Since when did we become so antagonistic in medicine? I’m not that far out from training, but every hospital I’ve been to seems to have some level of specialty “tribalism.” I’m not just talking about the usual “internists think surgeons are arrogant"—I’m not even talking about nurses against doctors, care area against care area, etc. I’m talking about some serious tribalism.
I first encountered this sort of culture on the pediatric rotation in medical school, and then again on pediatric surgery later in residency. It always felt for some reason that the nurses behaved as though they need to protect the patients from the physicians.
“Are you sure that’s the dose? I’ve never given a dose like this before,” they would comment.
“I didn’t draw the blood work you ordered because I didn’t think it was necessary.”
And I don’t even want to think about what happened if you wrote an order in the NICU.
Then came the medical factions during residency and fellowship. The most interesting thing about this to me was that the surgical nurses often made the same comments about medical nurses that surgeons made about their medical counterparts. Of course everyone hates the emergency department, even though without it the hospital would not function. And if your anesthesiologist asks a question about your patient preoperatively, well, what an obstructionist.
Then you graduate and become an attending. And now, the full-on judgment begins. And it’s easy to judge ex post facto. Not long ago I had a case of a ruptured thoracic aneurysm. The 87 year-old patient and his family wanted to proceed. (“A chance is better than no chance doc.”) The patient required adjunctive procedures on the carotid arteries to make it possible to place an endograft and treat the rupture. Of course though, the patient had a stroke, subsequently developed pneumonia and C. diff colitis, and about 12 days postoperatively the family elected to cease invasive treatments. The patient then died. They were grateful that we at least tried.
While the case was complex enough to navigate, what really was difficult was the chastisement by people when the patient was recovering in the ICU. What short memories we have! Despite clear, extensive documentation about the separate discussions had with both patient and his wife, staff still felt the need to ask “why did we do this,” “when’s enough enough,” and of course my favorite, “maybe we shouldn’t offer this in the first place.”
I love how study after study show the benefits of multidisciplinary teams and approaches, but we as a medical community can’t figure out how to apply the simplest of kindergarten rules: to play nice in the sandbox. We each criticize the other, chastise the other, and do not support our colleagues’ decisions, not to mention sometimes those who openly undermine their colleagues.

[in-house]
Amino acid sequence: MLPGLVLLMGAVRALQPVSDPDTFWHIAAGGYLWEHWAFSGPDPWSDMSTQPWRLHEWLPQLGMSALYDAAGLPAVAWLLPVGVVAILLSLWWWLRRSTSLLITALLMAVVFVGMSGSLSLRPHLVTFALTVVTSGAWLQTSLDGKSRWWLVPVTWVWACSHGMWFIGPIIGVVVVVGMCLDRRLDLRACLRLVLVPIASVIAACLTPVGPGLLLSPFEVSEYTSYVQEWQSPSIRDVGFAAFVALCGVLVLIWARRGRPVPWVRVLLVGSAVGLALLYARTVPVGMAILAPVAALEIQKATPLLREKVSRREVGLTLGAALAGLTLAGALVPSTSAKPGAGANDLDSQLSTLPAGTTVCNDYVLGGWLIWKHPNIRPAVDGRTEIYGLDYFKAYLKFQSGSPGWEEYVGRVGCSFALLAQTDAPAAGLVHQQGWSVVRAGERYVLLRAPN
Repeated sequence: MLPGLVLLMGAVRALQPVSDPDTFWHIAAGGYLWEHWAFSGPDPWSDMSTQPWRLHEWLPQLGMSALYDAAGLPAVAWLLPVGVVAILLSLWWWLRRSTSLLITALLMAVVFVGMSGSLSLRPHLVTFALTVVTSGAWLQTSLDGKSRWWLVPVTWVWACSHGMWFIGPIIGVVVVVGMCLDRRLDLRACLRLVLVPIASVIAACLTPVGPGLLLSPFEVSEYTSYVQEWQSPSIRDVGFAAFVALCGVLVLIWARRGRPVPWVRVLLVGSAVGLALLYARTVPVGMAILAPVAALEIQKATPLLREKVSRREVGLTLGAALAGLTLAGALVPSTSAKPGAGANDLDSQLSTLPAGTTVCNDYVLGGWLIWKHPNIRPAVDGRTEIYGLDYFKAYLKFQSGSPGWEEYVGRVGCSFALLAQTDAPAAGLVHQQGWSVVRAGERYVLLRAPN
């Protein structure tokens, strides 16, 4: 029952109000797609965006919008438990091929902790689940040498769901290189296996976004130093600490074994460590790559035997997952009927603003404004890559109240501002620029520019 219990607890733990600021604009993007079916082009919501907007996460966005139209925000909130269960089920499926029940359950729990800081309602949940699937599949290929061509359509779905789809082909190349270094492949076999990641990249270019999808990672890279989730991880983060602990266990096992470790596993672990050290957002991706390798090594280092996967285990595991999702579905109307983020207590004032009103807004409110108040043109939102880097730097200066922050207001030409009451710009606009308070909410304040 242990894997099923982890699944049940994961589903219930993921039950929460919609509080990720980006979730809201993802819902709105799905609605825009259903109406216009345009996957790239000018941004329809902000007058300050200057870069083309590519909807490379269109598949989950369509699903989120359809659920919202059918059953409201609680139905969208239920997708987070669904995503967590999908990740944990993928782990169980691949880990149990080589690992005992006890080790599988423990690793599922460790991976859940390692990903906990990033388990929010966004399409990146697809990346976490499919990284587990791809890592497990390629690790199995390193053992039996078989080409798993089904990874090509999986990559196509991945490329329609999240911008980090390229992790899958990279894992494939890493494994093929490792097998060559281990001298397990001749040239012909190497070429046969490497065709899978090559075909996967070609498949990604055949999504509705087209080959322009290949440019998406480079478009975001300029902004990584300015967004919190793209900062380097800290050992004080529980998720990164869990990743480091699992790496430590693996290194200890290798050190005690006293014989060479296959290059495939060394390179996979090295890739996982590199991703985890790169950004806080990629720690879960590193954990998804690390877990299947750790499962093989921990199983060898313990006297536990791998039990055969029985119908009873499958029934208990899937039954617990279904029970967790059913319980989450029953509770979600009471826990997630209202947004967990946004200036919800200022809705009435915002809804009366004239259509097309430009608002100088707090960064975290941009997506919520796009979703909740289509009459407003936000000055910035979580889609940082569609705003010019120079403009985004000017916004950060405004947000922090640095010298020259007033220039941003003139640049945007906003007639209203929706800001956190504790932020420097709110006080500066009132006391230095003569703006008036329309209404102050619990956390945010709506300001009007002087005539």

Obviously, not everyone is like this, and there is some hyperbole added for emphasis. I myself have succumbed to these sentiments as well. But the reality is that in an age of ever-more complex medical therapies, our need to rely on each other is high. And this is even more important when we factor in feelings of isolation and being overwhelmed resulting in burnout. That consult is not an affront to one’s intellect, it’s just another colleague asking for help, or respecting established group practice patterns.
I recently had an odd realization: To establish credibility in the eyes of a patient or even someone in medicine but outside of my field of expertise, all I have to do is simply criticize a prior physician interaction this person had, then follow this up with some esoteric piece of potentially irrelevant data from the literature. But what does that accomplish really other than engender distrust and negative feelings?
If we as medical professionals and allied health staff can’t be allied, can’t trust each other, and can’t support one another, how shall we expect patients to respect and trust us? As we begin this new year, I am taking, and encourage you likewise to take, a moment to remember all those who depend on me/us, and all those on whom I call on for help. I will be thanking them, if not in person then in my thoughts. And above all, the impact of amicability, positivity, and reliability cannot be overstated.
Dr. Issam Koleilat is a vascular surgeon at Montefiore Medical Center/Albert Einstein College of Medicine in the Bronx, NY. He is also the proud father of a wonderfully curious five-year-old daughter and bright-eyed five-month-old son, and the husband of a breast cancer genetic epidemiologist. He enjoys traveling with his family, and as the kids get older he hopes they will hike, ride horses, and rock-climb more.
Dr. Koleilat is a 2018–2019 Doximity Author.